Ethical Implications of Preimplantation Genetic Diagnosis

Preimplantation genetic diagnosis (PGD), the genetic testing for chromosome abnormalities, is becoming increasingly popular. Women choose this type of procedure in conjunction with in vitro fertilization treatment (fertility treatment by mixing sperm and eggs outside of the uterus, and then implanting them into the woman’s uterus to create a pregnancy). This method of testing can be performed with advanced aging and wanting to conceive without the complicated risks. Also, parents with a history of genetic diseases may opt to have this test done. Healthy embryos can be frozen for later use. However, ethical implications may exist with this type of embryo cells testing.

Sex Selection

Although using the preimplantation genetic diagnosis for sex selection is uncommon, it is still performed and continues to gradually grow. An ethical issue can arise when determination of the gender of a child can be known and selected to balance family. There is also the risk of gender discrimination. Could this introduce other “social selection” possibilities later in time?

Now, sperm sorting can be done for artificial insemination, and without the need for in vitro fertilization for some.

Medical Benefit for the Wealthy

Not everyone can afford the high cost of a preimplantation genetic diagnosis, thereby possibly limiting a medical benefit. This is especially desired by those that have a history of family genetic abnormalities. Preimplantation genetic diagnosis normally costs about $10,000 to $18,000. Even after spending a great deal of money, there is no guarantee that results will be successful. 

The "Designer Baby"

The idea of tinkering with genes is bothersome for many, as it is what people are made of. Many worry that this type of process could become a method to “select physical traits for cosmetic reasons”.

The Possibility of Error

Determining the genetic results from only one cell of an embryo of many cells, offers the chance for error. Medical studies indicate that errors do occur with this type of testing.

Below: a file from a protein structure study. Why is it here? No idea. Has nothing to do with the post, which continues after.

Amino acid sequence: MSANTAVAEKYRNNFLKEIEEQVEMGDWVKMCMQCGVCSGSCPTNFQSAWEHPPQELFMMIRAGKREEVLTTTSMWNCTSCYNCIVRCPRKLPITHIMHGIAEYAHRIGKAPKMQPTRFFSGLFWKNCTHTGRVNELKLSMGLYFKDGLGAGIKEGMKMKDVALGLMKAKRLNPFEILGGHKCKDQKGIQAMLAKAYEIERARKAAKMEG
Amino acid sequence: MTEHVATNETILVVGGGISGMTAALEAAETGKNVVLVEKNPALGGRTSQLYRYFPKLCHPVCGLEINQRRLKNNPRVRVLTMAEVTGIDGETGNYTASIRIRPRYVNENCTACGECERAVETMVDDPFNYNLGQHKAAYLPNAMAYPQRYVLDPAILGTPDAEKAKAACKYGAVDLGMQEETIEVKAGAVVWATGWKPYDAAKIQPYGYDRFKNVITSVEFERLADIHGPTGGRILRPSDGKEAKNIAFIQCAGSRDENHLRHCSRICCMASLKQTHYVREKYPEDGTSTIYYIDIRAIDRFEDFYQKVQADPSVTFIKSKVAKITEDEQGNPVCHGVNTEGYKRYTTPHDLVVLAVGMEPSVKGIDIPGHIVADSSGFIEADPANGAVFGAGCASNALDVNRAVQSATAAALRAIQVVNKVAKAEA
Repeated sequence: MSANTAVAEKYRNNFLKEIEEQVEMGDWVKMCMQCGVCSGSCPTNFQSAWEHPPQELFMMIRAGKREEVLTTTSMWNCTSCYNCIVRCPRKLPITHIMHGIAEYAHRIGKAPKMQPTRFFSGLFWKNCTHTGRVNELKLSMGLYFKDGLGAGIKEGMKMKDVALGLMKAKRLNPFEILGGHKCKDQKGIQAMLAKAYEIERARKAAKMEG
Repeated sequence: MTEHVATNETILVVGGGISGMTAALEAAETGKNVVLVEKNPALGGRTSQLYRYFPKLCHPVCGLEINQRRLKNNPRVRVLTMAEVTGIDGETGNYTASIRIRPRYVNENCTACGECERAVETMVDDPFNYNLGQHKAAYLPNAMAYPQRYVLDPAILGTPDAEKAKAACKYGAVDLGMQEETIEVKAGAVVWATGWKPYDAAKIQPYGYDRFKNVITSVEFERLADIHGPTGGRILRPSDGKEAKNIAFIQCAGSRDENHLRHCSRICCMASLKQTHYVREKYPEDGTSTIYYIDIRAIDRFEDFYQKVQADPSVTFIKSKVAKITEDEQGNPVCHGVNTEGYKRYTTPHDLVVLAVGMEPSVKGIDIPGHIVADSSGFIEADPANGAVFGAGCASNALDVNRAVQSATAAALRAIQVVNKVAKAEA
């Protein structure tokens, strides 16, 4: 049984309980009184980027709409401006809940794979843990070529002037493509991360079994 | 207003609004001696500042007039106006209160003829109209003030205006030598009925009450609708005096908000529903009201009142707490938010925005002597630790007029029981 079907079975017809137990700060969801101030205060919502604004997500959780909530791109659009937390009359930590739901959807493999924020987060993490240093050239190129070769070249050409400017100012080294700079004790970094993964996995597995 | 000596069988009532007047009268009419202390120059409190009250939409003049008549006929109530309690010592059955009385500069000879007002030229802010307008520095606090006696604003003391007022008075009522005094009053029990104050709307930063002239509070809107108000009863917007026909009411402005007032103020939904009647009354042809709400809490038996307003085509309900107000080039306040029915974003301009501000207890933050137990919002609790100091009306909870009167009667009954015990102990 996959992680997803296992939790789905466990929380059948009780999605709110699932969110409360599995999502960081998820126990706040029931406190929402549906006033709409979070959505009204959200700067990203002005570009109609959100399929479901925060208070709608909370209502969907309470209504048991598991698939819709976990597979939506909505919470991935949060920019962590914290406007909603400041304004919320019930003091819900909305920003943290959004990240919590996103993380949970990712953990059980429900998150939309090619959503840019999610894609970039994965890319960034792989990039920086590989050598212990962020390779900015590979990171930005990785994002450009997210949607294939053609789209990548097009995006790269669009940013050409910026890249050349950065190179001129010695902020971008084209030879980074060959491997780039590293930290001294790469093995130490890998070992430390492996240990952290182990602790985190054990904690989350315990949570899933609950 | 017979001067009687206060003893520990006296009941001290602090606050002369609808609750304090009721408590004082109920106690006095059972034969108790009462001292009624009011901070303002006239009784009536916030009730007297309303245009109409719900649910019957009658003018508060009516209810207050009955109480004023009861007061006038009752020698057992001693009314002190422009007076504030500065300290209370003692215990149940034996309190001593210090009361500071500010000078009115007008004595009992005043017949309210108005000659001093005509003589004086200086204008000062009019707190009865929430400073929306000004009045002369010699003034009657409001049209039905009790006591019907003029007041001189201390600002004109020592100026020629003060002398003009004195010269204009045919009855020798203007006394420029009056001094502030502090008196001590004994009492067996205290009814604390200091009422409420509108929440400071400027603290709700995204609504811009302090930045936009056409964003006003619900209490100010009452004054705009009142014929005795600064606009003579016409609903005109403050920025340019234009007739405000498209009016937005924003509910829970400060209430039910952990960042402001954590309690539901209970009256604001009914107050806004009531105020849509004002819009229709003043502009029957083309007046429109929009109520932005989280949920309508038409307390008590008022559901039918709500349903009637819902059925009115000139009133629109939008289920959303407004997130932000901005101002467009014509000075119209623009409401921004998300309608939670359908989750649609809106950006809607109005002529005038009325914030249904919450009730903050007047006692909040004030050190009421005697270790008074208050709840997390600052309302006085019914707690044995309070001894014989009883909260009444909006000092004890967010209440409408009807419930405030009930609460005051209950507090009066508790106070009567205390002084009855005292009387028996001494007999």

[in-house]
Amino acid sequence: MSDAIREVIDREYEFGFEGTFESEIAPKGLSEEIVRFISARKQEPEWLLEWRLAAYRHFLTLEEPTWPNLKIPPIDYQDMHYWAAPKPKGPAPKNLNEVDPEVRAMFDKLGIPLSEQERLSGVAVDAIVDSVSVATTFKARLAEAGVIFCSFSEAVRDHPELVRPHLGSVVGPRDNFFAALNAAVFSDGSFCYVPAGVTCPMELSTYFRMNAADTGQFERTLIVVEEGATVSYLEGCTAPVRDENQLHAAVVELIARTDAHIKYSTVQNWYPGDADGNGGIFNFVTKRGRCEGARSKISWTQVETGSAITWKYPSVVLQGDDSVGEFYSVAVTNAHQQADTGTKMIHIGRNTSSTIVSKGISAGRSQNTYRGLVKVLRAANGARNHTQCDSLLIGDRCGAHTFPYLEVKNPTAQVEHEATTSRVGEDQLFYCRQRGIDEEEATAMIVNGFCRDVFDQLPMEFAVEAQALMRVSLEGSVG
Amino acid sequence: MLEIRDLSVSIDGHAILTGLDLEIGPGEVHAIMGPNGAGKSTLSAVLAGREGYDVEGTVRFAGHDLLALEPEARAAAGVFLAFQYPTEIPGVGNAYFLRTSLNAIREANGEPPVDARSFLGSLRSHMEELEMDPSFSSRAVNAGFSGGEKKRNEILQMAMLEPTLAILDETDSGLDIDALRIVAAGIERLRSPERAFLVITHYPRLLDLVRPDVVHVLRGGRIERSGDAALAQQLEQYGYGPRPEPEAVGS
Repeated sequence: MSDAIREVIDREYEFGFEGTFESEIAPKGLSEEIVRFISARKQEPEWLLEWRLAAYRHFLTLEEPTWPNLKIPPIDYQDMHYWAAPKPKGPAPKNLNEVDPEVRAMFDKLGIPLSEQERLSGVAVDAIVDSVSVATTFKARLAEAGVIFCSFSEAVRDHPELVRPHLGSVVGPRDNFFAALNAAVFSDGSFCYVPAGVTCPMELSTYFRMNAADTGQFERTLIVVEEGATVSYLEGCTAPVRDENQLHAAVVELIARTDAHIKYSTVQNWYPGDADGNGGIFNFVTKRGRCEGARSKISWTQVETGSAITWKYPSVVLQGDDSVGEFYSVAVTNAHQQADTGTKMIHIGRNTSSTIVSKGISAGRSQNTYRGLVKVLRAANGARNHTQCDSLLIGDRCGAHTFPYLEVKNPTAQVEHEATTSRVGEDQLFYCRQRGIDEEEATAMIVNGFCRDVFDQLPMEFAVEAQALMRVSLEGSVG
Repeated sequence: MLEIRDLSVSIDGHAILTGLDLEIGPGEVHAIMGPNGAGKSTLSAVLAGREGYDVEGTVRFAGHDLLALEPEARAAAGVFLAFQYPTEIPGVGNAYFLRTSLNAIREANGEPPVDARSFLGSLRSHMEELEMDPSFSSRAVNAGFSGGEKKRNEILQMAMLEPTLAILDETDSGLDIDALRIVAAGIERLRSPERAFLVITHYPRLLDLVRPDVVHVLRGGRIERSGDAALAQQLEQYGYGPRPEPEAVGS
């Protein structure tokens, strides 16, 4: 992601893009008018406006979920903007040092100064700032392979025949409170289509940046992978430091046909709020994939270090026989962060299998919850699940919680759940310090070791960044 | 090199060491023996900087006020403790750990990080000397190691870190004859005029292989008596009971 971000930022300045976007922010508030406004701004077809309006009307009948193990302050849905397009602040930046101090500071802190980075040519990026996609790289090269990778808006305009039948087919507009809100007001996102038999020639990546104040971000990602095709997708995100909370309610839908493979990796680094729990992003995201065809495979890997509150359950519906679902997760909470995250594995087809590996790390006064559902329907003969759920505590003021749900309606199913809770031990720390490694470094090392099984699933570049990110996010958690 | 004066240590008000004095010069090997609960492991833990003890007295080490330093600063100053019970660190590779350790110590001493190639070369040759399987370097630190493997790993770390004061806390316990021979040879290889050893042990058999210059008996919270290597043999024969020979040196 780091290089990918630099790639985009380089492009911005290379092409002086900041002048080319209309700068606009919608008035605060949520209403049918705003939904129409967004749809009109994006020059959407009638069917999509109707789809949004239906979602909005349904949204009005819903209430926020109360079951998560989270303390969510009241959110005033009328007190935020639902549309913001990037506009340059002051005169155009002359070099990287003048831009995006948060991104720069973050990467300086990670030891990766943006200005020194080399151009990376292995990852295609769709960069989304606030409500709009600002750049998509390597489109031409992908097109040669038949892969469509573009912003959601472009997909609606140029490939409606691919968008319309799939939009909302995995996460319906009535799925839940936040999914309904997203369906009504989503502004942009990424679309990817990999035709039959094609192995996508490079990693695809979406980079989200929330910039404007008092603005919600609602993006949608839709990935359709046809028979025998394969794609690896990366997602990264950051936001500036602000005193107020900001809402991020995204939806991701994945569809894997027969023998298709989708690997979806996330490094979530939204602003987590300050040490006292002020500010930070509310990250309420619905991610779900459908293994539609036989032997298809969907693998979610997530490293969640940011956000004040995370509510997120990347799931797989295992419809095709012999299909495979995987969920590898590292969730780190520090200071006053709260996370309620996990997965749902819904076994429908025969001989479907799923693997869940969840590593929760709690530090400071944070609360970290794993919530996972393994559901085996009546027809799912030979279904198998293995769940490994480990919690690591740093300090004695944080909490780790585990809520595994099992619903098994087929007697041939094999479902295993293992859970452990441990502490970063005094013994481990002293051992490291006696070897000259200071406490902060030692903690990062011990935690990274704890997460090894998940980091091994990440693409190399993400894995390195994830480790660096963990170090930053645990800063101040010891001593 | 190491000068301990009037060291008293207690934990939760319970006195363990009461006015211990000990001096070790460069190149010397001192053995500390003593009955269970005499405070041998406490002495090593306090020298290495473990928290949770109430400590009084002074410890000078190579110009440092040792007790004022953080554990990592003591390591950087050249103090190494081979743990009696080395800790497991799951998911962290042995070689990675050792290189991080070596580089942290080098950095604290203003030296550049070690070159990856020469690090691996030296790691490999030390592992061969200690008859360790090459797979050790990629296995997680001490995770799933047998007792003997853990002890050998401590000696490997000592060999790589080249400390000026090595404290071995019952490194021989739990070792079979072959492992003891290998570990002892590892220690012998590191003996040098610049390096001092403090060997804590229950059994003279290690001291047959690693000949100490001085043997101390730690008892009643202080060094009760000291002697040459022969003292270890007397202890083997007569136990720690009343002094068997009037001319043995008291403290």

Religion and Pre-implantation Genetic Diagnosis

Certain religious denominations disapprove of this method of testing, as they feel it is the destruction of human beings. Also, some may find that in vitro fertilization may be regarded as an unnatural way of creating life.


Many individuals believe that preimplantation genetic diagnosis should only be used to detect serious genetic diseases that could be passed on and cause a loss of life. When this process was first introduced in the early 1990s, it tested embryos cells to discover the sex to prevent Duchenne muscular dystrophy from being transferred via the male embryos. Only female embryos would be passed on to avoid the possibility of an offspring carrying the disease, as it affects mostly males.

Presently, some clinics offer screening for over 400 hereditary conditions that are being tested by the preimplantation genetic diagnosis method.

Some medical professionals utilize this procedure to increase the rate of successful in vitro fertilization treatments and pregnancies, while there is no medical data proving the overall improvement of pregnancies with the use of preimplantation genetic diagnosis.

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